Bree Newsome snatched down a Confederate flag at the South Carolina Statehouse. Ieshia Evans calmly faced down officers in riot gear at a Baton Rouge march.
Widely published photographs of these and other black women offer some of the most arresting images to emerge from the protest movement of recent years.
"We as feminists of color ... have been involved in building these movements over the decades, but we have never been acknowledged as leaders," said Barbara Smith, co-founder of the Combahee River Collective, an early and influential black feminist group.
Unlike many of their predecessors from previous decades, this generation of black women is "demanding that they be respected. They can assert that publicly and have impact and visibility, because of all the movement work that has come before," Smith said.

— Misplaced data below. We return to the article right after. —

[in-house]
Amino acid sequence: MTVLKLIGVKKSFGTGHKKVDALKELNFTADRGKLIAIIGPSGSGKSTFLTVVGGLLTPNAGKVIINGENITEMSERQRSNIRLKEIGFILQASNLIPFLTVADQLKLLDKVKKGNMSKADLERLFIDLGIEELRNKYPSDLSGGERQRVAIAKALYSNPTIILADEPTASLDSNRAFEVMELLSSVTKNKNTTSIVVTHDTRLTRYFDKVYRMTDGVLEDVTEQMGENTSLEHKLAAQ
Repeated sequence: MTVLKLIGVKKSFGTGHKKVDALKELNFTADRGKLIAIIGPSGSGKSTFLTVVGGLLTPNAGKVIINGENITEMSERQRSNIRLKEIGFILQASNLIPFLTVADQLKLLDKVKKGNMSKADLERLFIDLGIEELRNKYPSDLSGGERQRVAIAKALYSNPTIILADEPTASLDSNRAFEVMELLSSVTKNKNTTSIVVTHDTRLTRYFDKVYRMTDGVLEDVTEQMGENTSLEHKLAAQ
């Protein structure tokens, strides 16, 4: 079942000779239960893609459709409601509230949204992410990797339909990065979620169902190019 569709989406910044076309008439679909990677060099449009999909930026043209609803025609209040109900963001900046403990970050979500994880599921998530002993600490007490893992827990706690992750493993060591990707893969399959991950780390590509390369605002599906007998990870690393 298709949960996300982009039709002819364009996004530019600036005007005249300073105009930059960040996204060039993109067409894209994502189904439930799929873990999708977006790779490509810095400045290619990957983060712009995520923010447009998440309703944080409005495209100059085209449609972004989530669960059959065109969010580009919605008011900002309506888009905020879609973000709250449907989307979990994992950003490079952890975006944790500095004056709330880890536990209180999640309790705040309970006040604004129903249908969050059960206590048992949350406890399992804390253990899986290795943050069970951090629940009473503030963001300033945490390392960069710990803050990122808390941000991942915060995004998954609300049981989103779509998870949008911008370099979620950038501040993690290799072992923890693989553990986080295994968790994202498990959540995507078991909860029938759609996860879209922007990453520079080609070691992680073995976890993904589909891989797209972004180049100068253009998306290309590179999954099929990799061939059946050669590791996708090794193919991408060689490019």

Newsome scaled a flagpole in 2015 to tear down the Confederate banner in the aftermath of the attack at a Charleston church where a white supremacist shot nine worshippers to death during a Bible study. Evans acted last summer after the police killings of two black men — Philando Castile in a suburb of St. Paul, Minnesota, and Alton Sterling in Baton Rouge. Images of both women become powerful emblems of protest and unrest.
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